Australia is leading a global campaign for ship operators to bear more of the cost of cleaning up spills following a fuel leak near Queensland in March.
Australia is leading a global campaign for ship operators to bear more of the cost of cleaning up spills following a fuel leak near Queensland in March that left the Government to pick up part of the multimillion-dollar tab. The federal Transport Minister, Anthony Albanese, has put the issue on the agenda for a meeting of the International Maritime Organisation legal committee early next year, with the prospect of international changes being agreed to within two years.
Mr Albanese wants the maximum compensation liability borne by ship operators for fuel load spills to be increased. This would increase insurance costs for the industry but reduce the chances of national governments needing to pay the excess.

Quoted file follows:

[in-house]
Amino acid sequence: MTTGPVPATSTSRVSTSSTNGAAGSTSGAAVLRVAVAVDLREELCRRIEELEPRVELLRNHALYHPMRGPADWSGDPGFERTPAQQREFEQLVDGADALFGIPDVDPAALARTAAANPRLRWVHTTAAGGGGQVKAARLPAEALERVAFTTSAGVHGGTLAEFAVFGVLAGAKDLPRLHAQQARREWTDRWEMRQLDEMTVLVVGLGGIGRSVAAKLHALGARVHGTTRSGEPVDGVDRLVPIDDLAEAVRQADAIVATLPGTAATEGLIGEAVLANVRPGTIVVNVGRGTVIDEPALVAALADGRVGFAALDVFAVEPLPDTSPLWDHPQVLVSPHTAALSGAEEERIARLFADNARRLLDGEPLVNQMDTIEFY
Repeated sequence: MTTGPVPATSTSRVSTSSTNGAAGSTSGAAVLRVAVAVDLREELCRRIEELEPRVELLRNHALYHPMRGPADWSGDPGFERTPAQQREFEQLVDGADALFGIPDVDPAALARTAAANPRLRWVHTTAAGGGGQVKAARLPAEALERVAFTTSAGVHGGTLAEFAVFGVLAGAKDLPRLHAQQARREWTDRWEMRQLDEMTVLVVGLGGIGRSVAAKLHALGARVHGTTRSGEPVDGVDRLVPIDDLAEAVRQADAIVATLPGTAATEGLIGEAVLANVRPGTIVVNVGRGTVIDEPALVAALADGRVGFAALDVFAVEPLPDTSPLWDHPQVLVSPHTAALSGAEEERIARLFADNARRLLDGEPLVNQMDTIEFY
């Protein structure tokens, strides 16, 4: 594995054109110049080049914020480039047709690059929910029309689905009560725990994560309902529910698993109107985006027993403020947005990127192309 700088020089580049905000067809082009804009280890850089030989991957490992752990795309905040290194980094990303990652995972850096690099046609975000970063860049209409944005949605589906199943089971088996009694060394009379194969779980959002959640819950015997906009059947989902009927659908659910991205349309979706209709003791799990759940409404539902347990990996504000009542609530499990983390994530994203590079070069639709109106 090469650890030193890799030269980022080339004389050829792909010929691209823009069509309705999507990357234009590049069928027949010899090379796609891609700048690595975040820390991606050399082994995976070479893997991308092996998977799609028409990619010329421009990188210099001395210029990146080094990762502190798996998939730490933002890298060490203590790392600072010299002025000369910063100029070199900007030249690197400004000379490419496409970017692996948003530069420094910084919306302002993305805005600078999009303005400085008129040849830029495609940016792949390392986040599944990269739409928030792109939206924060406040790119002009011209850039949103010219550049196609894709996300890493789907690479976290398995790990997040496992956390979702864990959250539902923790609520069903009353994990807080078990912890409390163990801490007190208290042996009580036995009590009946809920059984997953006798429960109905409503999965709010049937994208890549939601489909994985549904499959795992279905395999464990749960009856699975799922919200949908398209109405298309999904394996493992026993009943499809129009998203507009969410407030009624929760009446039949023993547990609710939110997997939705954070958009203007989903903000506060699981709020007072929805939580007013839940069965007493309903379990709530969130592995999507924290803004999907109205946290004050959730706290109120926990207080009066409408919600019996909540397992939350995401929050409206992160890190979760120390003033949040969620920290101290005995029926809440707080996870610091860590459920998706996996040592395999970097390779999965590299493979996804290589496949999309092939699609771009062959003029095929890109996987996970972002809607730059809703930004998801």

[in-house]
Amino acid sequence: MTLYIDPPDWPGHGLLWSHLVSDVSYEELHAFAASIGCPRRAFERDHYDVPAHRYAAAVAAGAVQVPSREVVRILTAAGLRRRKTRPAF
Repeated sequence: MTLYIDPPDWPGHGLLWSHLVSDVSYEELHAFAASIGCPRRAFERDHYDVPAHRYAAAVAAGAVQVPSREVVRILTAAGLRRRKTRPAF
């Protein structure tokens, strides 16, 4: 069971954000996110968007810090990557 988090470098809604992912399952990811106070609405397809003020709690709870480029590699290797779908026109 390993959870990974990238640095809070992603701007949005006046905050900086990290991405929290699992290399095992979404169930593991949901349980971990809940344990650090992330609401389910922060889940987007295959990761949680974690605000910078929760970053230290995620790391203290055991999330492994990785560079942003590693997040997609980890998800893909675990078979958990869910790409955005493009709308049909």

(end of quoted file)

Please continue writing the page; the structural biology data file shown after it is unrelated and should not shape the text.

Rules under the 1996 Convention on Limitation of Liability for Maritime Claims set the maximum liability according to the size of the ship. For example, a typical container ship with a gross tonnage of 35,000 will have maximum compensation payable of about $24 million.
The Government has not revealed what maximum it is hoping to achieve.
''It is important that the polluter pay for the damage they cause,'' Mr Albanese said.
When the Pacific Adventurer lost 31 containers overboard and 270,000 litres of bunker fuel oil in rough seas off Moreton Island in March, the clean-up cost state and local governments more than $30 million, according to a recent report, exceeding the $25 million paid by the ship's operators, Swire Shipping.